Adolph Hungry Wolf, John Hellson, Paul Raczka, and Bob Scriver all dwelled in Blackfeet lands and handled their materials, sometimes with honor and other times not.

Currently, Paul Seseequasis, a Cree from Saskatoon, is looking at the photographic legacy of Blackfeet, Cree, Inuit and the combinations of these northern people.  We consult because of my modest archive of books and papers and my fifty-year familiarity with the “doin’s” of the People here.  (I came in 1961 and returned for good in 1999.)  I’m rereading Walter McClintock’s “Old North Trail” which is such a good place to start, and thinking about Thomas Magee’s body of work which is at the University of Lethbridge.  Paul is also exploring the photos of Tom Kehoe with the help of his wife, Alice Beck Kehoe, an anthropologist.  I know the Kehoe family, once curators at the Museum of the Plains Indian.

As part of the post-colonial period of the Blackfeet people -- which still continues and which I consider a valid and necessary unfolding -- though it is extremely uncomfortable and even unjust, there was much rejection of white people having anything to do with the lives of the indigenous folks, partly as a matter of identity and partly because casual observers who don’t know the publishing scene became convinced that there’s a lot of money to be made by creating books of Napi stories.  If not that, then by stealing sacred materials and exploiting them.

There was truth to the accusation.  When Bob Scriver and I accepted Bundle Keeping, Harold McCracken and Paul and Star Dyck invited themselves to the transfer and later published about it.  Because of these sort of things they created the “expertise” that made them profitable connections with the Cody Buffalo Bill Historical Center, where Paul Dyck’s collection came to rest.  https://centerofthewest.org/explore/plains-indians/paul-dyck-collection-blackfeet/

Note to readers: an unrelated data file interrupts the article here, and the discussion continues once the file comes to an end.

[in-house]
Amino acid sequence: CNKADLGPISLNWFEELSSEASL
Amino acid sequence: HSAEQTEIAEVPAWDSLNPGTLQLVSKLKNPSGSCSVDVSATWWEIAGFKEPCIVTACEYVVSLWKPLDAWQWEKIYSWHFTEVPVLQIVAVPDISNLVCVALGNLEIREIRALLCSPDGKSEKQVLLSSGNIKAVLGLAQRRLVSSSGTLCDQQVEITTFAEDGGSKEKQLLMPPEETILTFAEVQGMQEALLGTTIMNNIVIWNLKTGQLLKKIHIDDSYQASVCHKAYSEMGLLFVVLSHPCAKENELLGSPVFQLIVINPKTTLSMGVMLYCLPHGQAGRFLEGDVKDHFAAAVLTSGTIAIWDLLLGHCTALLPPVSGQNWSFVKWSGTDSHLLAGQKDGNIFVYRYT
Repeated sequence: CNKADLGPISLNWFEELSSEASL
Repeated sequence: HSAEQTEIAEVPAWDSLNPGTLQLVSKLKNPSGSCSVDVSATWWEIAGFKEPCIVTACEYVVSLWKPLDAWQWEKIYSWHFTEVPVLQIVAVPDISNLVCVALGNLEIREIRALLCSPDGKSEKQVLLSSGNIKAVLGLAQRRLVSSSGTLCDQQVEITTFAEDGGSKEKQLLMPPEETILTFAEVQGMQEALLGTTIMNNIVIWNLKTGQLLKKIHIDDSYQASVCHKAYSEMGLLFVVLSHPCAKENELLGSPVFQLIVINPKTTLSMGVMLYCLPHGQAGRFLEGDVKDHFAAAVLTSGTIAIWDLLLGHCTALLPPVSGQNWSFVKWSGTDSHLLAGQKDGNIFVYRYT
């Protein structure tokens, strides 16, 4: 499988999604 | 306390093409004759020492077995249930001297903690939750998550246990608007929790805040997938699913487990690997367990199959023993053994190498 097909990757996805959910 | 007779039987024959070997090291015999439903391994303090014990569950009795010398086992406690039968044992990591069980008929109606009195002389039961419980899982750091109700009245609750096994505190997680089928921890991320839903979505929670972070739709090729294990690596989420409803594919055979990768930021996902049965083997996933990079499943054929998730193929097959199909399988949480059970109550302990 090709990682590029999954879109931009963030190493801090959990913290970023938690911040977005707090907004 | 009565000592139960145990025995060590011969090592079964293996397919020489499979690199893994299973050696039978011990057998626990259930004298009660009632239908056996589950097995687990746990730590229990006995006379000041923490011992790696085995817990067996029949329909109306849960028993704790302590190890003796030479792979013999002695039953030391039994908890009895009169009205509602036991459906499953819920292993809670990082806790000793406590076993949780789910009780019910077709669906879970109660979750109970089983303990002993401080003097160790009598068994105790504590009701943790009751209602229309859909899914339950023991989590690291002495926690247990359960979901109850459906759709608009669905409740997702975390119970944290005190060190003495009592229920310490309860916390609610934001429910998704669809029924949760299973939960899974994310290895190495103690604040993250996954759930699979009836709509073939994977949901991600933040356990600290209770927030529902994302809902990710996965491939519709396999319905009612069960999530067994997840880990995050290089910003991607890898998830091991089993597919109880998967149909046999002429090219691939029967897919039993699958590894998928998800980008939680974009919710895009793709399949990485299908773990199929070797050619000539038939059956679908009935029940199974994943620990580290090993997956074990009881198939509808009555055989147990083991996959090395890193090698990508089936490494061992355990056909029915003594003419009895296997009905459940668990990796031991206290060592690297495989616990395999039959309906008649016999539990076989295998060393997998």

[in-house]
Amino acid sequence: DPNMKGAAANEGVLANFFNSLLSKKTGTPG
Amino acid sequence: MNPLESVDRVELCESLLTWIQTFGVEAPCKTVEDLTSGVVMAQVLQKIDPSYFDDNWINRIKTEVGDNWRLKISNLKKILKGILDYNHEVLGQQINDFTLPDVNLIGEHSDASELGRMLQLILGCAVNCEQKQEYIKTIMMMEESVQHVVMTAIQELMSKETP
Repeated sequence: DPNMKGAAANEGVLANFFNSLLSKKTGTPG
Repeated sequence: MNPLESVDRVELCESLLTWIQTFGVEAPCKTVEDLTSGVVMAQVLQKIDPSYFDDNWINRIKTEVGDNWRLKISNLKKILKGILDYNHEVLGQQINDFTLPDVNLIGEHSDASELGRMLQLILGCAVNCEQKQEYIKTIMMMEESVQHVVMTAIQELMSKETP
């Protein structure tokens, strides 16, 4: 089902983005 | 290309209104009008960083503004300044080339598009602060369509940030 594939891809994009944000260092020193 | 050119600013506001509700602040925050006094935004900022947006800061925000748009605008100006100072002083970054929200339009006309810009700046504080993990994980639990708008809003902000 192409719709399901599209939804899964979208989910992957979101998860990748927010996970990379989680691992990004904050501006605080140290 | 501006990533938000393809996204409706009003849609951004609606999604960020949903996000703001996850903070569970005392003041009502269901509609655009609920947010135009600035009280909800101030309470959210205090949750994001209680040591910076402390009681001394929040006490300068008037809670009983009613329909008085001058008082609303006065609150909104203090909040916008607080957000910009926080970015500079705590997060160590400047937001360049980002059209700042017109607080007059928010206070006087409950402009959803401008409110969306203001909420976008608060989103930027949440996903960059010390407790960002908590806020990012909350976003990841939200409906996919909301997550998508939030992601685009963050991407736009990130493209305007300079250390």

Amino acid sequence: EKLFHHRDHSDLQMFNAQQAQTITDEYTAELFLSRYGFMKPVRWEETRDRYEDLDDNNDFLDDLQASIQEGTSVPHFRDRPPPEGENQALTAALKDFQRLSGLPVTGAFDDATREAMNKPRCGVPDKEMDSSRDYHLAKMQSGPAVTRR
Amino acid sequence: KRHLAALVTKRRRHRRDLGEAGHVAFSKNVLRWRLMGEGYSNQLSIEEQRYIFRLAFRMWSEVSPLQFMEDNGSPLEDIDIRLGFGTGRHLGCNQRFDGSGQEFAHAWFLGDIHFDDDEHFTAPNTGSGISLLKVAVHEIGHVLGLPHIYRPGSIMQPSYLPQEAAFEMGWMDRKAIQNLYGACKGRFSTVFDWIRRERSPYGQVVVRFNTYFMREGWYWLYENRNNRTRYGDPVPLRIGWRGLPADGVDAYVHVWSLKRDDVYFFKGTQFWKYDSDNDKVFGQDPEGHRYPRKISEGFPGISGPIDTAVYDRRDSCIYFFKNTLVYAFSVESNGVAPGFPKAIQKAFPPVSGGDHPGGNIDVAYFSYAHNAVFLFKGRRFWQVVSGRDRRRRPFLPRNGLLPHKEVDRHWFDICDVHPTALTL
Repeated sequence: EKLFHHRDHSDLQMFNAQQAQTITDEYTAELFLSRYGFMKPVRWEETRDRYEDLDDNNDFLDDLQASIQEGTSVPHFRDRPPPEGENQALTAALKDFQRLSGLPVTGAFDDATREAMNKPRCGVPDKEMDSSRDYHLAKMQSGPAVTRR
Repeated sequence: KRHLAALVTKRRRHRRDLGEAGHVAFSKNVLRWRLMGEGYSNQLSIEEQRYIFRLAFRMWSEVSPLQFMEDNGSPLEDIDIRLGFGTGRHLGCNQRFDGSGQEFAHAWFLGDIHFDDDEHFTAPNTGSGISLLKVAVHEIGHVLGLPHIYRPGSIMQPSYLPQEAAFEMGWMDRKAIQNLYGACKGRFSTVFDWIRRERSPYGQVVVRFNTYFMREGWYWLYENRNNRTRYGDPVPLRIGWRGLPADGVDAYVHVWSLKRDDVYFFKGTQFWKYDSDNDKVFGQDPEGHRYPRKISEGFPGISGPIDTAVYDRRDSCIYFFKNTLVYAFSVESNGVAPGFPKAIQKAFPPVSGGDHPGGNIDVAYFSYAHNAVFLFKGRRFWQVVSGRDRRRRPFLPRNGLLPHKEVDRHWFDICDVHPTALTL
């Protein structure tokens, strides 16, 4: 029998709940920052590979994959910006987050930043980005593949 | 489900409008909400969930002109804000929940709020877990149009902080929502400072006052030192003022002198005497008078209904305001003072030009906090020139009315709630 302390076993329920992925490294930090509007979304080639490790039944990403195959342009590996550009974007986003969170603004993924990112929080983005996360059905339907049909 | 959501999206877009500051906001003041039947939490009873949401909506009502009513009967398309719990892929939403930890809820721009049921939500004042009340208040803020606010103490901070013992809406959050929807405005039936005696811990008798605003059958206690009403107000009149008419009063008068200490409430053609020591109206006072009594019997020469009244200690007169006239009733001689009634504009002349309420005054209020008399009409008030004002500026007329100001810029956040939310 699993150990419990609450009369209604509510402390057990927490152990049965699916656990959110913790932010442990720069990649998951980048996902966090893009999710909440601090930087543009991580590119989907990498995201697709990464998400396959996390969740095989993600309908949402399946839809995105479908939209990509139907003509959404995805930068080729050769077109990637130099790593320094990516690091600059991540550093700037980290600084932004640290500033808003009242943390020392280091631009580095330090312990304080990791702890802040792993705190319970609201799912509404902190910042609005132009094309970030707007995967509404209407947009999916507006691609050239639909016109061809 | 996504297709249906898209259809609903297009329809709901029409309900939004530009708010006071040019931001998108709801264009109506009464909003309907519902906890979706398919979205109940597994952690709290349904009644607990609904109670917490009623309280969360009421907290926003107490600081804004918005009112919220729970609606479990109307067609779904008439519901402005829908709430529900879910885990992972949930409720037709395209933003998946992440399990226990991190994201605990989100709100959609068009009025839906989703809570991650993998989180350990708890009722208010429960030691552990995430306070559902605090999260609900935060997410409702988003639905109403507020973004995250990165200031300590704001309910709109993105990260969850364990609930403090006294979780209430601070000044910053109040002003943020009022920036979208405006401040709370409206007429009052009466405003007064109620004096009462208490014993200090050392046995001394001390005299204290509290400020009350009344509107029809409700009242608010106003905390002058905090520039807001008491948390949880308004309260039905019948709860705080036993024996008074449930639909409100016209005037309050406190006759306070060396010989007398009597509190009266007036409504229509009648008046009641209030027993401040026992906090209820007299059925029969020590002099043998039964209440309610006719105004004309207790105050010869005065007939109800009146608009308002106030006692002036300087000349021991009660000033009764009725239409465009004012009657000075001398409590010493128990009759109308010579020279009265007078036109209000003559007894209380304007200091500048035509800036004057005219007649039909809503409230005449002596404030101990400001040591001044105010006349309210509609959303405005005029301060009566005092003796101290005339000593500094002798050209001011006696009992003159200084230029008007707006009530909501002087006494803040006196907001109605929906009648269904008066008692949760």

On the other hand, though both Bob Scriver and I are local and once teachers in the Browning Public Schools, we are invisible to many people, especially and ironically, white people.  I just now made contact with John Rouse, the superintendent of the Browning Public Schools, which is something I’ve meant to do for a long time.  

Materials about the Blackfeet are available on the school’s website, which shows up on Google as “Blackfeet Heritage Books” but has the url of https//www.blackfootpapers.com
Adolf Hungry Wolf’s four volume “museum in a box” with that name is raw materials he gathered over decades from libraries across the continent, as well as research from visiting with old folks at pow-wows and every other event he could think of.  Just reading the books takes days and there are many old photographs, some of them from what were called “cabinet photographs,” mounted on heavy cardboard to file in cabinets.  There are many other books, written by the People themselves.  All can be purchased from the School District.  

As I shared with John Rouse, what is needed is a central clearing point for all the materials on both sides of the 49th parallel.  Something like the Thomas Magee photo collection at the University of Lethbridge, which they have published online, is highly relevant to the Piegan but hardly known.  My own work, even this blog, is not particularly known on the rez.  (In truth it’s not always about Blackfeet or this area.  Maybe I should separate it into a more defined blog.) and “Penucque", Ronald Thomas West) is almost a secret, though it is free for the downloading and full of pithy thought and memory.  

When I talk to kids on the rez and they figure out how long I’ve been around, they ask me, “What was it like in those days?  Did you know my grandmother?”  And usually I even knew their great-grandmother.  The kids express longing for their stories, entirely legitimate, world-making.  Otzi Man and Kennewick Man are important, but so are the local and recent People.

(Wikipedia is the source of the italicized quotes at the beginning.  No one knows who wrote them.)